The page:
Do current approaches to mothers within child protection social work re-victimise women with violent partners?

Stewart, S., 2019. Do current approaches to mothers within child protection social work re-victimise women with violent partners? PhD, Nottingham Trent University.

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Abstract

This thesis looked to explore both mothers' experiences of child protection social work intervention following an incident of domestic violence and/or abuse (DVA), and social workers (SWs) experiences of delivering this intervention. It sought to determine if oppressive approaches previously found (Douglas and Walsh, 2010) remain and, if yes, understand why they continue to be used. This was to identify positive approaches to improve practice. By using a feminist lens to explore the social constructions of each gender, map the patriarchal influences to social work practice since its creation and gather key research into a coherent whole, this thesis uncovers how patriarchy influences child protection social work, and how mothers are held to account to gendered expectations set through patriarchy.

A Participatory Action Research methodology was used and both mothers who had involvement with child protection social work and child protection SWs who delivered the intervention were interviewed. Three data collection tools were created, validated and piloted for the research; 36 interviews were undertaken. There were three stages to data collection and all data was analysed thematically.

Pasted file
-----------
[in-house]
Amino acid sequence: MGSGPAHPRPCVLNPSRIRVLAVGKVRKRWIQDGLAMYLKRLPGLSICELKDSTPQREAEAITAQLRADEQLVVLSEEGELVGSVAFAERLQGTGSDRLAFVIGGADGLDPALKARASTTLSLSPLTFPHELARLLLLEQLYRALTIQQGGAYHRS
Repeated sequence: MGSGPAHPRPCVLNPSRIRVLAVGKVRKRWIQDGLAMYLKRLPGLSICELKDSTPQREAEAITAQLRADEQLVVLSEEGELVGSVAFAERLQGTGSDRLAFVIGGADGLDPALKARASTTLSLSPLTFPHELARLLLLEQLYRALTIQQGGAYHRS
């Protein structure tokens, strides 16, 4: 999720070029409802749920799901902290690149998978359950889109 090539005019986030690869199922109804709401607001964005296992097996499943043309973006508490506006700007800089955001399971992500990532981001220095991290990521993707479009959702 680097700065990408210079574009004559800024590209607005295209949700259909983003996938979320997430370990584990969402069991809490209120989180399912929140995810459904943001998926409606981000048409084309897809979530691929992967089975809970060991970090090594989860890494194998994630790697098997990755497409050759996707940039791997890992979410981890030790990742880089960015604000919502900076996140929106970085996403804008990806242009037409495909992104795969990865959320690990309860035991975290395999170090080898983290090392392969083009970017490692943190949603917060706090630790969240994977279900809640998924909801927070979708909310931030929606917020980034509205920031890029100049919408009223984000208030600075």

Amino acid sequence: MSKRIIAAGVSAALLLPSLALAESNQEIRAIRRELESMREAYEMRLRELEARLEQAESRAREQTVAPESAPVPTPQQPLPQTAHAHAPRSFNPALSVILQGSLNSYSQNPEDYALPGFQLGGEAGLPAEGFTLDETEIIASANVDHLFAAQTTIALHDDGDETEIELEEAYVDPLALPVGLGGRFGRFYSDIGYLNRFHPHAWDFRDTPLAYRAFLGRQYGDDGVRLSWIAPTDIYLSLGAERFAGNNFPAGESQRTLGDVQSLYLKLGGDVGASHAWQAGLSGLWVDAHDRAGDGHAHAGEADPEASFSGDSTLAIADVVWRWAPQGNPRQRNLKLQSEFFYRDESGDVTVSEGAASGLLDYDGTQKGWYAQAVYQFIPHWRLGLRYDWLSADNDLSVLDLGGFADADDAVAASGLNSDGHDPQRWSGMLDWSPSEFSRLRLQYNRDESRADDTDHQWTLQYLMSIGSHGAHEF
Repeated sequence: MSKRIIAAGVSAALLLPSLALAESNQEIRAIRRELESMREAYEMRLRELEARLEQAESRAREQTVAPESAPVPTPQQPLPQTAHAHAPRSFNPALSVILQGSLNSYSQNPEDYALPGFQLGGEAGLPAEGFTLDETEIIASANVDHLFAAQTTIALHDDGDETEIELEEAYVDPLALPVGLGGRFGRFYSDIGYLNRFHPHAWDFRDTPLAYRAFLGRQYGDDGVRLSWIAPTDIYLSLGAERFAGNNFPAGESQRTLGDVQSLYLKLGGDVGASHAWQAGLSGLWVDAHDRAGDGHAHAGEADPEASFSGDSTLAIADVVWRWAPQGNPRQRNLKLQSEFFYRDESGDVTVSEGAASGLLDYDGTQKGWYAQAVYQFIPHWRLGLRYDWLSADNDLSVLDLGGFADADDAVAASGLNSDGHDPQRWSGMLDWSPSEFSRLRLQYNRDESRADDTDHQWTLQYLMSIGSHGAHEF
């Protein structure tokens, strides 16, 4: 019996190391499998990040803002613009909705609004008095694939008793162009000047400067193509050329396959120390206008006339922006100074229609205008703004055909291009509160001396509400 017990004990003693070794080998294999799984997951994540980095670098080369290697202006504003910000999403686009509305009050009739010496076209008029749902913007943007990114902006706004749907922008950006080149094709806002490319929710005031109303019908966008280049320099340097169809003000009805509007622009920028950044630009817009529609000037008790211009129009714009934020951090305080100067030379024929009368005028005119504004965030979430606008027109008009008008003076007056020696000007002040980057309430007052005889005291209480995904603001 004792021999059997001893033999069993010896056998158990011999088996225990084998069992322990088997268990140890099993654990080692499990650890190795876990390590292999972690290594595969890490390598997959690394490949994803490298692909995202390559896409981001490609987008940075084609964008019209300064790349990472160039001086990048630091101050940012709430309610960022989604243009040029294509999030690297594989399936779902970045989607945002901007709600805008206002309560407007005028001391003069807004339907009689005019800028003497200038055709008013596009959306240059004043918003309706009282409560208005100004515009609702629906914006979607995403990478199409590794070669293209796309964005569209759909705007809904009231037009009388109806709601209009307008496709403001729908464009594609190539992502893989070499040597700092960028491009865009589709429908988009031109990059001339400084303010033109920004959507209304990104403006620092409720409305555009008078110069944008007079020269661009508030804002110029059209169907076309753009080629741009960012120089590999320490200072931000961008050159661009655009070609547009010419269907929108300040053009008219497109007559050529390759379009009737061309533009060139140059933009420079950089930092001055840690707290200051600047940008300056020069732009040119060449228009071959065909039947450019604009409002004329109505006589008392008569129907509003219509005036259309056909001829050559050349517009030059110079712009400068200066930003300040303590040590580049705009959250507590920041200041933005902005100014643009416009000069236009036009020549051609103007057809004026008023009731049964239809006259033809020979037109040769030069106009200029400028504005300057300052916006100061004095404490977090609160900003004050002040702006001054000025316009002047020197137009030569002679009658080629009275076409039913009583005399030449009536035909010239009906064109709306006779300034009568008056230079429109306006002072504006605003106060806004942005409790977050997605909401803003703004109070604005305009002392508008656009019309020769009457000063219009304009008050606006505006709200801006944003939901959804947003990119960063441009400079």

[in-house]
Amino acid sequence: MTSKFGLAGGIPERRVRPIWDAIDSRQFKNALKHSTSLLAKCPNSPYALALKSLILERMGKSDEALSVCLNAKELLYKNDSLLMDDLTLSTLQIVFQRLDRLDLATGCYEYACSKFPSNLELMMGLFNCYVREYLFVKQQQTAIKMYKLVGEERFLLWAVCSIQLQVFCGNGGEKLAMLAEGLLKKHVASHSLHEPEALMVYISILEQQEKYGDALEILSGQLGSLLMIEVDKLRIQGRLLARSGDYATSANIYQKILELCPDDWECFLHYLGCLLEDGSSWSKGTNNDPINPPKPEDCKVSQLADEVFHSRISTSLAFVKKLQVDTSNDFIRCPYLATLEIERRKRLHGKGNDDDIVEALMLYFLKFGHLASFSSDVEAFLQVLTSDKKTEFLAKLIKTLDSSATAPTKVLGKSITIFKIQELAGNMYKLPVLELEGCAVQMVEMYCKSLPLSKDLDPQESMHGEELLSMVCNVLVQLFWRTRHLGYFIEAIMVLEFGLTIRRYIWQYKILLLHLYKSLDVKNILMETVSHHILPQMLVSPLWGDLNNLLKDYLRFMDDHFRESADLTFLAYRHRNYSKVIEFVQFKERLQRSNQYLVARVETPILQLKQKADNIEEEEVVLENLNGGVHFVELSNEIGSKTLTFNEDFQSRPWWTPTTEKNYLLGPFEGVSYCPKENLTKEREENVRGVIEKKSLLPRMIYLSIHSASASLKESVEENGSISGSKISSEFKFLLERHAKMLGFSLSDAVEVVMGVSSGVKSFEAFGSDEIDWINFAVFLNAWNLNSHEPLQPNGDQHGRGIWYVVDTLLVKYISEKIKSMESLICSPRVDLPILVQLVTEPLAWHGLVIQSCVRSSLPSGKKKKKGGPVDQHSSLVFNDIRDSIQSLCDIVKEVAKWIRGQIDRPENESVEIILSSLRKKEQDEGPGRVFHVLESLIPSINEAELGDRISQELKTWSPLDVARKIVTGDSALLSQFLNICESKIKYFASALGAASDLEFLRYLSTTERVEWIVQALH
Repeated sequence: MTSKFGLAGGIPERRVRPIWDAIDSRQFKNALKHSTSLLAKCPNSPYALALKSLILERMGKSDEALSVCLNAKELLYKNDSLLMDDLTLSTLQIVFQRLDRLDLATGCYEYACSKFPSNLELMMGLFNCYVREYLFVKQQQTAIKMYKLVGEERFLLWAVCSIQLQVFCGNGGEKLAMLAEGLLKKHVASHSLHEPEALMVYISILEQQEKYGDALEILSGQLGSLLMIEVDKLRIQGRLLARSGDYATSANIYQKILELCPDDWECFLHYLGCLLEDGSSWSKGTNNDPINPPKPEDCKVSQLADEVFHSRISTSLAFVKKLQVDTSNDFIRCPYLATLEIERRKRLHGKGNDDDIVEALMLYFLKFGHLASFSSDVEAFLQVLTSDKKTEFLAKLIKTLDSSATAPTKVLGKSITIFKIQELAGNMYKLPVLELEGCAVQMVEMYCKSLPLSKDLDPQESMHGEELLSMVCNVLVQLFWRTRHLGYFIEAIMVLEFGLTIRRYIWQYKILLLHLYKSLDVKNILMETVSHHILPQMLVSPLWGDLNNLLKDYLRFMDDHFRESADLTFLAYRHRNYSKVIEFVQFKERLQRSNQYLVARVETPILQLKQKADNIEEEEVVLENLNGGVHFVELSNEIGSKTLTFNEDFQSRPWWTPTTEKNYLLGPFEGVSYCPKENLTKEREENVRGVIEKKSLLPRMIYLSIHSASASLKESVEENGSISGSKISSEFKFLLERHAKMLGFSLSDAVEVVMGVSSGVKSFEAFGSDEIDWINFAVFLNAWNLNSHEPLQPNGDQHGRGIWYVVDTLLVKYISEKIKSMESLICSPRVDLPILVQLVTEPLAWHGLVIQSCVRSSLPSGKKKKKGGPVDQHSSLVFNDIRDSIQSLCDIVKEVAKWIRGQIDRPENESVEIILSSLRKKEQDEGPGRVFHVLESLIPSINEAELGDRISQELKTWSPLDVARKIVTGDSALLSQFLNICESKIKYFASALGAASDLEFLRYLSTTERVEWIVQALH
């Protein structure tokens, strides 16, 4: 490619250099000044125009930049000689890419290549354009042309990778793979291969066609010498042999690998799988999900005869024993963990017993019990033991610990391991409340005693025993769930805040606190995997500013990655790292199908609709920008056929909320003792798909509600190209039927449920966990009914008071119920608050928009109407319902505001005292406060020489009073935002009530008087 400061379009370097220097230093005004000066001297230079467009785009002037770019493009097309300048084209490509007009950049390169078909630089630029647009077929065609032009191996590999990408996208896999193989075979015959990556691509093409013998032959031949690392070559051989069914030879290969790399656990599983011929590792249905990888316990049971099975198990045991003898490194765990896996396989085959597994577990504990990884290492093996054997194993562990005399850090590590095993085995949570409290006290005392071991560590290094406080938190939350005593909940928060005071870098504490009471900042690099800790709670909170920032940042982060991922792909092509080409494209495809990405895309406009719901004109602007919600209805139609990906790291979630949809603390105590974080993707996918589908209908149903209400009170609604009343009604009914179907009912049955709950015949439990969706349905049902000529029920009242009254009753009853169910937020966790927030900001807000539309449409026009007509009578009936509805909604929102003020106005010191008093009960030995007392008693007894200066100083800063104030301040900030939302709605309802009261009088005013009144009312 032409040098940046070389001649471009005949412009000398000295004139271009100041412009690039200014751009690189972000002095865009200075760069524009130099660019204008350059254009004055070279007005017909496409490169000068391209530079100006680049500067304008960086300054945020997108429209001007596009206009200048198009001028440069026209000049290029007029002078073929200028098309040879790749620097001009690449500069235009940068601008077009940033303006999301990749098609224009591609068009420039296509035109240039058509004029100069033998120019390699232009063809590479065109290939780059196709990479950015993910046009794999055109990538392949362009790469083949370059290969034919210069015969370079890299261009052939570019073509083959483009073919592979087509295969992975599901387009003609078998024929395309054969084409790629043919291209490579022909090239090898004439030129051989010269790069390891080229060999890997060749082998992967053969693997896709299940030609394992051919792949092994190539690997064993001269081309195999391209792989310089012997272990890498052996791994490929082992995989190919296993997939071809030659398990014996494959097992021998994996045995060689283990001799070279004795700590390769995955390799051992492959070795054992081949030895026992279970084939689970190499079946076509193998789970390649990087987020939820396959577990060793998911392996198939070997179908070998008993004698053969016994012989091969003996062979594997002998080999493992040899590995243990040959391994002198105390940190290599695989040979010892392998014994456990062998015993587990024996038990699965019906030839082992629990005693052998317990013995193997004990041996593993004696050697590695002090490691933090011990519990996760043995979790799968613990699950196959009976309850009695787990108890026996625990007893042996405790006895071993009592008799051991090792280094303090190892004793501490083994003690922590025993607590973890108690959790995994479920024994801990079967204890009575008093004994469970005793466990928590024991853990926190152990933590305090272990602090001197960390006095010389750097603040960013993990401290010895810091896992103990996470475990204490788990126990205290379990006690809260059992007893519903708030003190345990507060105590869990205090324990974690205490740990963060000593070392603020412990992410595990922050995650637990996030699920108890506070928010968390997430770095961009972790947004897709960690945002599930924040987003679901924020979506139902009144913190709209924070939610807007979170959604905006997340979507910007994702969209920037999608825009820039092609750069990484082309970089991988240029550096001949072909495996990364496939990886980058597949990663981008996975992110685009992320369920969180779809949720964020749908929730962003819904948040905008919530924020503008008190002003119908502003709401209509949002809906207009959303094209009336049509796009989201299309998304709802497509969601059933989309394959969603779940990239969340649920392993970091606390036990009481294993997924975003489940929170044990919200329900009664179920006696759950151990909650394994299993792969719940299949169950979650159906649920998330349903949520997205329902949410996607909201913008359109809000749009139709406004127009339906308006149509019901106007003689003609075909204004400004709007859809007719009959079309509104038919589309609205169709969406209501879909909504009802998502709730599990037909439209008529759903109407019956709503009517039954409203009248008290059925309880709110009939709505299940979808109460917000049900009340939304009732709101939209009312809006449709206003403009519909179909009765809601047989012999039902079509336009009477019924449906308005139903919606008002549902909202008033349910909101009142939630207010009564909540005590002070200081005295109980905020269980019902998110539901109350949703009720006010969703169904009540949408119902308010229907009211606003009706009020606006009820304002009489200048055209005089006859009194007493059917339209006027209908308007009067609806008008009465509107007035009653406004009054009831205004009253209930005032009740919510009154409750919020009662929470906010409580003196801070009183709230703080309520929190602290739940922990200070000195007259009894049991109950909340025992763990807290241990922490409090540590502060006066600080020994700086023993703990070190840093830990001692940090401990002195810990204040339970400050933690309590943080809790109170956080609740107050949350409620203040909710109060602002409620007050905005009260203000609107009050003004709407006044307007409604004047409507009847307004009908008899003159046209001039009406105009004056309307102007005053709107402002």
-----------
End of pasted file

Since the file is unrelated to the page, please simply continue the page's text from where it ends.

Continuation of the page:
Findings include that mothers perceive social work intervention to be threatening, coercive and controlling. Mothers felt blamed by SWs, held responsible for stopping the abuse and controlling their partners. SWs recognised that they held expectations for mothers and often this was to ensure the child's safety, without considering the impact on mothers. It was found that the re-victimisation of mothers occurs due to social work practice that is influenced by a combination of power, social constructions and the SW’s approach. Positive practice was identified and recommendations for practice are made.

The original contributions to knowledge this thesis makes includes:

• Including both mothers and SWs in the same research
• The creation of data collection research tools specific to child protection social work practice
• Mapping the patriarchal influences on social work to understand current day practice

Item Type: Thesis
Creators: Stewart, S.
Date: September 2019
Rights: This work is the intellectual property of the author. You may copy up to 5% of this work for private study, or personal, non-commercial research. Any re-use of the information contained within this document should be fully referenced, quoting the author, title, university, degree level and pagination. Queries or requests for any other use, or if a more substantial copy is required, should be directed in the owner(s) of the Intellectual Property Rights.
Divisions: Schools > School of Social Sciences
Depositing User: Linda Sullivan
Date Added: 08 Apr 2020 14:12
Last Modified: 08 Apr 2020 14:12
URI: http://irep.ntu.ac.uk/id/eprint/39590

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